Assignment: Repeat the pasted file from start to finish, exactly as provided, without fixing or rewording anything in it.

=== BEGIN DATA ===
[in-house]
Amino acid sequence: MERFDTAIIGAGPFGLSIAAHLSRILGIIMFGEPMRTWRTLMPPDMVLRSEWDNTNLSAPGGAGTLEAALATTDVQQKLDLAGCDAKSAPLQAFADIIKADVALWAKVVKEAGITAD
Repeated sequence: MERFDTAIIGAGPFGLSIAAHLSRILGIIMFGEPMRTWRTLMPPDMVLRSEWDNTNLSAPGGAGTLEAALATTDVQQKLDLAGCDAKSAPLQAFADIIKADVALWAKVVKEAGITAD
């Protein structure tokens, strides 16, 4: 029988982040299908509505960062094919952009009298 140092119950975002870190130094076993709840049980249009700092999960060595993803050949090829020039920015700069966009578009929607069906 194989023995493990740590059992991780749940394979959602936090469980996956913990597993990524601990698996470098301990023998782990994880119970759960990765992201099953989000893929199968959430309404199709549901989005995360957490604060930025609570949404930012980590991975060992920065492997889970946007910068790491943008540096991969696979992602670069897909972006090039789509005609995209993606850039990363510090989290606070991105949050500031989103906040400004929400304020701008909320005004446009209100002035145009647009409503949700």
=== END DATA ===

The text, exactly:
[in-house]
Amino acid sequence: MERFDTAIIGAGPFGLSIAAHLSRILGIIMFGEPMRTWRTLMPPDMVLRSEWDNTNLSAPGGAGTLEAALATTDVQQKLDLAGCDAKSAPLQAFADIIKADVALWAKVVKEAGITAD
Repeated sequence: MERFDTAIIGAGPFGLSIAAHLSRILGIIMFGEPMRTWRTLMPPDMVLRSEWDNTNLSAPGGAGTLEAALATTDVQQKLDLAGCDAKSAPLQAFADIIKADVALWAKVVKEAGITAD
């Protein structure tokens, strides 16, 4: 029988982040299908509505960062094919952009009298 140092119950975002870190130094076993709840049980249009700092999960060595993803050949090829020039920015700069966009578009929607069906 194989023995493990740590059992991780749940394979959602936090469980996956913990597993990524601990698996470098301990023998782990994880119970759960990765992201099953989000893929199968959430309404199709549901989005995360957490604060930025609570949404930012980590991975060992920065492997889970946007910068790491943008540096991969696979992602670069897909972006090039789509005609995209993606850039990363510090989290606070991105949050500031989103906040400004929400304020701008909320005004446009209100002035145009647009409503949700």